I thought about it. Got frustrated. Got into a heated discussion with someone. Bored a friend with the same rhetoric he’s been haring from me for years. Took a nap. And then started paying attention to my rhythms. Wearable, context-shifting, mobile technology is my only logical upgrade path.
As I live right now, there are a few mobile phones, a few tablets, and the availability of a PC. I don’t own a printer, most of the information that I deal with I archive, share, or store for compiled references later. And I occasionally write, teach, present, and have long periods where I’m in motion. In a very real sense, where mobile computing is today isn’t good enough for me.
Some years back, when I saw the Nokia Morph Concept video for the first time, I got very focused on this intertwined digital lifestyle. I saw a device that lived “with me” not beside me. There was attention to it personalizing itself to my contexts, but also something that was powerful enough to exist even in my most demanding productivity needs. It sparked my imagination in a way that frankly speaking still itches pretty badly.
I tried to make it happen. I moved from the Palm devices, MS Exchange ecosystem, and desktop/laptop paradigm for the Nokia N75 and N800 Internet Tablet. I knew that things weren’t going to happen overnight, but I did have this feel that I should at least get associated with the folks moving in that direction, there’ll be other advances to come. The N800 was especially intriguing because it was in that device/platform that I saw a system being built that would eventually foster an ecosystem (user experience) that molded itself to how I wanted to live. I got it. I just needed it to happen.
Many devices and a few platform enhancements later, I’m not all that much closer. I see where several companies are trying to build out those ecosystems, but nothing yet has made me stand on the edge of my seat and say that I can grab it.
And I think that’s in part because I’ve not be the best at describing what exactly mobile should evolve to. After that nap tonight, I found it. And wouldn’t you know, it was Nokia who showed as much a good four years ago too.
Mobile and connected experiences are the normal. Being disconnected is considered disadvantaged. Certain kinds of connectivity – broadband, context awareness, AR – are being refined towards that normal use as well. The eventual vision is that computing isn’t a layer on top of your life, but is a part of how you exist everyday. Frasier Spiers has mentioned as much in his on-going experiment/implementation of iPads for the school he is an IT admin of (there’s a 1:1 ratio of iPad to students and teachers). When its normal to be in that connected, sharing, exploratory space, you start living differently. That much is what I’ve noticed within myself, and I kind of want to take it a notch further.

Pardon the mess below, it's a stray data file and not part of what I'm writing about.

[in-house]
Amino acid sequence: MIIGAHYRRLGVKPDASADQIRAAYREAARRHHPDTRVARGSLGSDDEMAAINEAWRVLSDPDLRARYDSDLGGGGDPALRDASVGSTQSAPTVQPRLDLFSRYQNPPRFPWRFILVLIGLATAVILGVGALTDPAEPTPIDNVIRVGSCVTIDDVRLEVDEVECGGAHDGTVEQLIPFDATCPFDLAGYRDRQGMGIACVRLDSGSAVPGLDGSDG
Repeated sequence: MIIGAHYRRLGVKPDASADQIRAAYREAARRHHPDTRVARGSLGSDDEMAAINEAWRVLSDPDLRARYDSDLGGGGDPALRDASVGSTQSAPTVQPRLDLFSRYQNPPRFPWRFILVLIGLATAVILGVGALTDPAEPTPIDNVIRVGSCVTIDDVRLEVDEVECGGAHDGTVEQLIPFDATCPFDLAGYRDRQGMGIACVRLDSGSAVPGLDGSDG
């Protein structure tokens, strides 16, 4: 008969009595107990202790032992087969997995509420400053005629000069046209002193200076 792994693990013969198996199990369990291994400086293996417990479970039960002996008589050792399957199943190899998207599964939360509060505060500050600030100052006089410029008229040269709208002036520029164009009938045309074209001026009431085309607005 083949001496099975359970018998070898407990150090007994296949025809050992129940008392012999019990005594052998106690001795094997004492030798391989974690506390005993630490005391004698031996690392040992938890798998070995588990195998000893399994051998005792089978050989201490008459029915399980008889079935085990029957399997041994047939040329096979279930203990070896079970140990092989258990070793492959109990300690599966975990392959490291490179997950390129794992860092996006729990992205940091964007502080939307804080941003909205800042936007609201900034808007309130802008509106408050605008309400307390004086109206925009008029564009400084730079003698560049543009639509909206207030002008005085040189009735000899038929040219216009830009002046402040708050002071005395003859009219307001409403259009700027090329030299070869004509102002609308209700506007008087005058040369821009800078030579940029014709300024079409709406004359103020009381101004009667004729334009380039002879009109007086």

Right now, my mobile is personalized because I’ve programmed it that way. With the exception of activities controlled by Nokia Bots, my mobile needs to learn. I’ve got glasses, drive often, and usually am dealing with two data stores (personal and MMM). I’d love for the mobile to fade further into the background as a control-server, but then my car and glasses become a part of the display and input environments that I can use to stay productive.
Computing by Living
Years ago, I got wrapped into the journeys and explorations of Jan Chipchase. He’d taken a fresh eye to everything in his world, and asked questions about it all. He looked to be amazed by it all. And then when mobile/tech had become a part of the conversation, it was those uses which were natural that tended to stick out. How I wanted to live because influenced by thinking that I live. Stopping at a terminal started to feel less like living – even when I was connecting to people and things I was interested in. It always felt better when I could move through my environment, and computing just happened to be there.
Hence this feeling about wearable, contextual computing as being my only viable upgrade path. Life made up of less of the device and more of the blended experiences that a device and services can something stick their heads out of and show themselves valuable.
That’s the only innovation that I can see being of definitive value for me in respect to mobile. Everything else (smaller, shiner, more cores), is just a badly produced rerun.